When Politics Becomes a Contest Between Rival Groups of White People

James Traub has written an article for The Atlantic in which he basically asks Democrats to consider whether they gave up too much of their support among white Americans when they embraced civil rights. His frame is that the party “exchanged a politics of self-interest for a politics of moral commitment,” asking its white supporters to sacrifice, perhaps too much.

What I noticed immediately is that, by framing the history around figures like Hubert Humphrey and President Lyndon B. Johnson, Traub completely ignored the role that African Americans played in demanding civil rights. Blotting black people out of the equation is exactly the point that Jamelle Bouie made in response.

Too many observers treat American politics as a contest between rival groups of white people. It’s how you get dubious claims that Donald Trump broadly represents “working-class” voters, or the related narrative that pits a monolithic “coastal elite” against a so-called “heartland,” ideas that cannot survive contact with any consideration of black political behavior. The result is that black Americans and other groups—which represented nearly 27 percent of the electorate in 2016, more than 36 million voters—get erased from mainstream political discourse and are ignored as full citizens and political actors…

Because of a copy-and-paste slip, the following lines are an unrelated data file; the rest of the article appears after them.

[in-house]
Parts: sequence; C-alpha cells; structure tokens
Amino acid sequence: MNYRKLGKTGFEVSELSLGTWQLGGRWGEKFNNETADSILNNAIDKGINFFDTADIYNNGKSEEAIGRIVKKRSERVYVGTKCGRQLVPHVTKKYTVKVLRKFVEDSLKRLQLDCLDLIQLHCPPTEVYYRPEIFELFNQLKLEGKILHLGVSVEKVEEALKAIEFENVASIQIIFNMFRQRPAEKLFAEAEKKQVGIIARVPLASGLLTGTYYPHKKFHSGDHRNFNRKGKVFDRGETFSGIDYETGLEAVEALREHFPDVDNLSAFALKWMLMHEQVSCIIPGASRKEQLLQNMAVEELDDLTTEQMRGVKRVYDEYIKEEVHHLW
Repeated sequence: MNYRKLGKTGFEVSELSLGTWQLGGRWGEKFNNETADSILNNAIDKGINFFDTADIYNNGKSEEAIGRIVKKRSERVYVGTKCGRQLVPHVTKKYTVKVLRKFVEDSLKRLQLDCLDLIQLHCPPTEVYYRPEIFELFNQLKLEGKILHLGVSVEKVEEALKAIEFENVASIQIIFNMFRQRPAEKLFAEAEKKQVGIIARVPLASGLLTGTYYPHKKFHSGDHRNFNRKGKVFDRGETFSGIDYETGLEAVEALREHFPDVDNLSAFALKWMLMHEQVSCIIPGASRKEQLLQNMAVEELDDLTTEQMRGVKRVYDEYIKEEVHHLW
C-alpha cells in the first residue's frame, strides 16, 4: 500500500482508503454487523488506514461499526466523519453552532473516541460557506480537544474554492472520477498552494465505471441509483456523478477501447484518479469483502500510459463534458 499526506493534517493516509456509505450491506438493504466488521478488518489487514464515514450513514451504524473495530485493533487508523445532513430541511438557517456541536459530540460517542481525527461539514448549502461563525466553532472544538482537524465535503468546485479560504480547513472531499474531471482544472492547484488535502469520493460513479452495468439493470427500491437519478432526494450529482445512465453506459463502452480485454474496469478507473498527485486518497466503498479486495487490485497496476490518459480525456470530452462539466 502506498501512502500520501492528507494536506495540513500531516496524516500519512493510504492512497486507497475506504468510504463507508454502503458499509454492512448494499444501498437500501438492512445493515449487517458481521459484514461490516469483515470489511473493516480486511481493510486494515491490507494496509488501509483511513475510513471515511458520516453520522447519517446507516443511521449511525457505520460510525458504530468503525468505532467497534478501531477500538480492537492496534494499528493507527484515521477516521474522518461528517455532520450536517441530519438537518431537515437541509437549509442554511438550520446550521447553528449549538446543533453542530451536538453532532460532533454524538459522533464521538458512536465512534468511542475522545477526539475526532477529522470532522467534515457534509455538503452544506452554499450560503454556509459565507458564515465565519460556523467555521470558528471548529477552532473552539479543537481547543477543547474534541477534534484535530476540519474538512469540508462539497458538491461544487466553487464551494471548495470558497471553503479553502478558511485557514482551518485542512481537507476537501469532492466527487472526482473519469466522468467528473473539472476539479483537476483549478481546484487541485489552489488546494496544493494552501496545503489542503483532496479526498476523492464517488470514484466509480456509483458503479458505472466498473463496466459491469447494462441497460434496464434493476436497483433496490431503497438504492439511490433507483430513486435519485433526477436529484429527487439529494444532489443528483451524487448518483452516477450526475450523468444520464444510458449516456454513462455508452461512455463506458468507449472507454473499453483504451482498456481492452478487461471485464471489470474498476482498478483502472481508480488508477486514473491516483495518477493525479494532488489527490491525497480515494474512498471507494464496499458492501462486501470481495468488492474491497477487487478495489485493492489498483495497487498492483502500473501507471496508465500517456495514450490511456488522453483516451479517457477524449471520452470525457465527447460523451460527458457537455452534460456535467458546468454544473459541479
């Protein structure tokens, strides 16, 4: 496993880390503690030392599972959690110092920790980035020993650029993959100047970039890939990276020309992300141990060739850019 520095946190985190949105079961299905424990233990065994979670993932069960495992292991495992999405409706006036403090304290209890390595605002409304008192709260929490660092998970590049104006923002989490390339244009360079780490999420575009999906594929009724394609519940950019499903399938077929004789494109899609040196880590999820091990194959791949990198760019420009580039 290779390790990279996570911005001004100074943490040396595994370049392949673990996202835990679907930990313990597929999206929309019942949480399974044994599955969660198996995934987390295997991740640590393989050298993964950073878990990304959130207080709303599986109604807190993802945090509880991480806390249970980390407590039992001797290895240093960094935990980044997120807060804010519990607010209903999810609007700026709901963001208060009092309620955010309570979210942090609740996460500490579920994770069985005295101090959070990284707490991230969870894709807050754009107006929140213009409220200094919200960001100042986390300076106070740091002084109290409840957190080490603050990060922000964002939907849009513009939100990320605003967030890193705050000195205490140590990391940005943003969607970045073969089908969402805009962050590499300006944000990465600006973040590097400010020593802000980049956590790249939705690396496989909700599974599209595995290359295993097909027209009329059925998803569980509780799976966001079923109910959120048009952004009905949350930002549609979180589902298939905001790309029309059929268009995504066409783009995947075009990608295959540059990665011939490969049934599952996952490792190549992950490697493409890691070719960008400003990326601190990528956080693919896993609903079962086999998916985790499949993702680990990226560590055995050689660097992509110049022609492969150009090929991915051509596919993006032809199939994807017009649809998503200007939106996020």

..Traub’s argument treats the lives and livelihoods of black Americans (and other marginalized groups) as immaterial. Civil rights for blacks or any person of color bears no consideration on the merits. The limits of justice are what whites will tolerate, and if most whites won’t move, then liberals shouldn’t push.